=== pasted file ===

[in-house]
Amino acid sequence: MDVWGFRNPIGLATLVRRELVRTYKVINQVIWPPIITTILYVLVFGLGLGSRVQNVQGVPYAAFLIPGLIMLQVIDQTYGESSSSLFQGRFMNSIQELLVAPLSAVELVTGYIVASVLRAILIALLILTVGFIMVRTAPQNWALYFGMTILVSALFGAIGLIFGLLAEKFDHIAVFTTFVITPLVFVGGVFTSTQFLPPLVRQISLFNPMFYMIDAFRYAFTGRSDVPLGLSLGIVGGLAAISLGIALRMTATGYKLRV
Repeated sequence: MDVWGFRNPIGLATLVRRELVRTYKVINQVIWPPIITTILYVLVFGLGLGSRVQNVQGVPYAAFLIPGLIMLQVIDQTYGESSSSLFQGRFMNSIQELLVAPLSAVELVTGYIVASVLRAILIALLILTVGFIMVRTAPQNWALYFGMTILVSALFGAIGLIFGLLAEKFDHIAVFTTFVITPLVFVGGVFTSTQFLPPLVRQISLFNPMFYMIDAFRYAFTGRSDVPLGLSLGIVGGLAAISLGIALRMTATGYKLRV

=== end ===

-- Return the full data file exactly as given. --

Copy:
[in-house]
Amino acid sequence: MDVWGFRNPIGLATLVRRELVRTYKVINQVIWPPIITTILYVLVFGLGLGSRVQNVQGVPYAAFLIPGLIMLQVIDQTYGESSSSLFQGRFMNSIQELLVAPLSAVELVTGYIVASVLRAILIALLILTVGFIMVRTAPQNWALYFGMTILVSALFGAIGLIFGLLAEKFDHIAVFTTFVITPLVFVGGVFTSTQFLPPLVRQISLFNPMFYMIDAFRYAFTGRSDVPLGLSLGIVGGLAAISLGIALRMTATGYKLRV
Repeated sequence: MDVWGFRNPIGLATLVRRELVRTYKVINQVIWPPIITTILYVLVFGLGLGSRVQNVQGVPYAAFLIPGLIMLQVIDQTYGESSSSLFQGRFMNSIQELLVAPLSAVELVTGYIVASVLRAILIALLILTVGFIMVRTAPQNWALYFGMTILVSALFGAIGLIFGLLAEKFDHIAVFTTFVITPLVFVGGVFTSTQFLPPLVRQISLFNPMFYMIDAFRYAFTGRSDVPLGLSLGIVGGLAAISLGIALRMTATGYKLRV